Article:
Special Report: In Barry FitzGerald’s new regular column, True Width, he sits down with Australia’s leading resource and mining bosses to discuss their current projects and plans for the future.

This week Barry talks with Michael Hudson, managing director of Southern Cross Gold (SXG)

The well-travelled Melbourne University graduate geologist has roamed from mining underground at Broken Hill to Europe and South America in a 30 year-plus career, much of it spent in the Canadian mining scene where he became founder of the Toronto-listed Mawson Gold.

Hudson continues as Mawson’s chairman, with the company advancing a 1 million ounce gold project in Finland.

But in May this year Hudson brought the overlooked Victorian gold/antimony properties housed within Mawson “home’’ by spinning out Southern Cross Gold (SXG) in an IPO that raised $9.1 million for the Victorian hunt.

Hudson is managing director of SXG which joined the ASX on May 12. It is one of the more successful IPOs of any flavour in recent times

The 20c shares in the IPO –  Mawson retains a 60% stake – took off in late May in response to the release of impressive drill results from SXG’s flagship Sunday Creek project, 60km north of Melbourne on the eastern side of the Hume Highway.

The assays results were from a “spectacularly wide’’ intersection of gold-antimony mineralisation at the project.

Drilled during SXG’s IPO phase, the intersection in the historic Apollo shoot assayed 3.9g/t gold equivalent from 106.8m.

Hudson says the result was unprecedented in the Victorian context for the width of the high-grade mineralisation.

Continuing the homecoming theme, Sunday Creek is just over the hill from where Hudson went to a primary school with 10 other pupils, and about 35kms east of Kilmore where the son of a fifth generation stock & station agent was born.

Work at Sunday Creek has to date identified five high-grade shoots within a 1km core area, with another 10 km of a mineralised trend defined by historic workings and soil sampling remaining to be tested in the modern era by the drill bit.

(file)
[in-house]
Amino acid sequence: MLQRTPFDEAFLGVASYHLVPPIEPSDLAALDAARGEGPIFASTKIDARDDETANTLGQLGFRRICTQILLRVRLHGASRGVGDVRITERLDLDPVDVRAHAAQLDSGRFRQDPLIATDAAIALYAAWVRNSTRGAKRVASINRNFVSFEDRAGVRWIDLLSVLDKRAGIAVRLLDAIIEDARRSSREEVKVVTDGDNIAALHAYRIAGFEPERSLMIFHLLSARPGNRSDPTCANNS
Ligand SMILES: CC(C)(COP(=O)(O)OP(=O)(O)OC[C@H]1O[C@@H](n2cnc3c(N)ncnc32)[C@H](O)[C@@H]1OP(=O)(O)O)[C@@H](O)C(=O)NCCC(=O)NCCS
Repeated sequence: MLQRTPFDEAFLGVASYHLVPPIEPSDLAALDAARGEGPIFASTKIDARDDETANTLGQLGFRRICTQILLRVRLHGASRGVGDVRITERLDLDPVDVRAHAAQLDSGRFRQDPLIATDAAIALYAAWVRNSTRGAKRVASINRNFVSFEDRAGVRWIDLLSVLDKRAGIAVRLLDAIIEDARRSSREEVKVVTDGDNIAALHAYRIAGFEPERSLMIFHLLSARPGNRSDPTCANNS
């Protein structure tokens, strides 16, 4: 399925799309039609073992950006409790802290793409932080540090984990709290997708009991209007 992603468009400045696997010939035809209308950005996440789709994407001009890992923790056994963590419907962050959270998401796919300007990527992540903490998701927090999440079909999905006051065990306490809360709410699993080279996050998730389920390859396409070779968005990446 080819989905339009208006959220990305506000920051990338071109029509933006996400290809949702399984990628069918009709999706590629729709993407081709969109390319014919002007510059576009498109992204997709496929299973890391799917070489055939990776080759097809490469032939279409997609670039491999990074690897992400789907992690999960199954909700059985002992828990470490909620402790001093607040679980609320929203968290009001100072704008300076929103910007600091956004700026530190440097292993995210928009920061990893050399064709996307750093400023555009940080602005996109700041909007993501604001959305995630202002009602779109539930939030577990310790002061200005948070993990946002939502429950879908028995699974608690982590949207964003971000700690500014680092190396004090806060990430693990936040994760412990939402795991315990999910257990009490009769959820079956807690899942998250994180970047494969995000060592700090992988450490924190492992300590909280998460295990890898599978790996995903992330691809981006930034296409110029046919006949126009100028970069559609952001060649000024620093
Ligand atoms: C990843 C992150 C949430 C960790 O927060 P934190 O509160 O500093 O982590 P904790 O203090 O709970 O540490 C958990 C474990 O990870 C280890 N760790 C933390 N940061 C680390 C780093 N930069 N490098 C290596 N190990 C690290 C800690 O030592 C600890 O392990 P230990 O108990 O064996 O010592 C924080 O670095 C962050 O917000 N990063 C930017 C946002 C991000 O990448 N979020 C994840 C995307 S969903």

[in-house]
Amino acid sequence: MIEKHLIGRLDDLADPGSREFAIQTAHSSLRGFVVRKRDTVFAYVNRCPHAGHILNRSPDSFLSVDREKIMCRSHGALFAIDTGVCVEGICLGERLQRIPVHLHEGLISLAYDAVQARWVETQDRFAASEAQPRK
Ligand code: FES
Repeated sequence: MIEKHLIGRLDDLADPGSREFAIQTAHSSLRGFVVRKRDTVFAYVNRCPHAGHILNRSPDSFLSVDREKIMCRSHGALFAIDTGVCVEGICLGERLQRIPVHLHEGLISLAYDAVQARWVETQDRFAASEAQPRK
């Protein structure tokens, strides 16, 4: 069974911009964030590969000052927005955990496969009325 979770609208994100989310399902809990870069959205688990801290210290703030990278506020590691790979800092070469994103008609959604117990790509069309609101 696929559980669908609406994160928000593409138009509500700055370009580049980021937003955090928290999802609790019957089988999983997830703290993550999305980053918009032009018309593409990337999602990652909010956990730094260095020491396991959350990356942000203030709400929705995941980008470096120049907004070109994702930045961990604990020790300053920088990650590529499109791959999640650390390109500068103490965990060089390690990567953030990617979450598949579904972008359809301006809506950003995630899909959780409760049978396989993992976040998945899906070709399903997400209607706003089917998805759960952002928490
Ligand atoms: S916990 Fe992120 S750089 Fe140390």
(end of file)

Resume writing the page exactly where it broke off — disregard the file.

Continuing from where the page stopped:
Two rigs are now whirring at project, one of the three historic epizonal Victorian goldfields in SXG’s portfolio. The recent acquisition of freehold property covering Sunday Creek and beyond protects the project’s upside, and ensures access.

Investors have been switched on to the potential for high-grade epizonal gold/antimony at depth beneath historic goldfields in the state thanks to the success at the regionally close Fosterville and Costerfield operations.

The two mining operations rank amongst the world’s highest grade operations and ironically enough, are owned by Canadian companies Agnico Eagle and Mandalay respectively.

While he has always been Melbourne-based, Hudson says that much of his career has been about being on a plane to the world. “I was basically a road warrior,’’ Hudson says.

“When the family was younger I did spend four of five months living in either Canada or Europe. But for the most part, it was about getting on a plane.’’

“And there was the irony of seeing all the capital flow here into Victoria from the Canadian market following the success at Fosterville and Costerfield, and there I was drilling away in Finland.’’

Hudson says Sunday Creek is a classic Victorian opportunity and no different to Fosterville and Costerfield in that that they it is an old gold/antimony field which no one had investigated at depth.

And what modern day exploration has occurred was for shallow oxide mineralisation rather than the orientated deeper drilling like that at Sunday Creek by SXG, and earlier at Fosterville and Costerfield.

“What we have found at Sunday Creek though is a bit unique in terms of the width of the mineralisation,” Hudson says.

A initial resource estimate is possible next year. But according to Hudson, it will very much be the start of the story.

“We have tested a core area of 1km but there is another 10kms of ground on which the old mines continue which has not seen a drill hole. So there is no shortage of scale.’’

“There is going to be multiple shoots. We don’t know how many in addition to the five we have now but we do know the oldtimers mined up to 40 structures. There is going to be more, without a doubt,’’ Hudson says.

“But we don’t want to be a bull in a china shop. We will be drilling with context.’’

Hudson also predicts that that antimony at Sunday Creek – it was an antimony producer in the First World War with the ore treated at Costerfield, 54km to the northwest – will become a key part of the project beyond its co-product revenue contribution.

Antimony is rated as a strategic metal because it has a multitude of military applications. It is also used as fire retardant and has growing exposure to the booming lithium-ion batteries sector, and the next generation of molten salt batteries.

The concern for the Western world is that current production is dominated by China and Russia. Costerfield is Australia’s only producer of the metal, the price of which has more than doubled in the last two years.

This article was developed in collaboration with Southern Cross Gold, a Stockhead advertiser at the time of publishing.

This article does not constitute financial product advice. You should consider obtaining independent advice before making any financial decisions.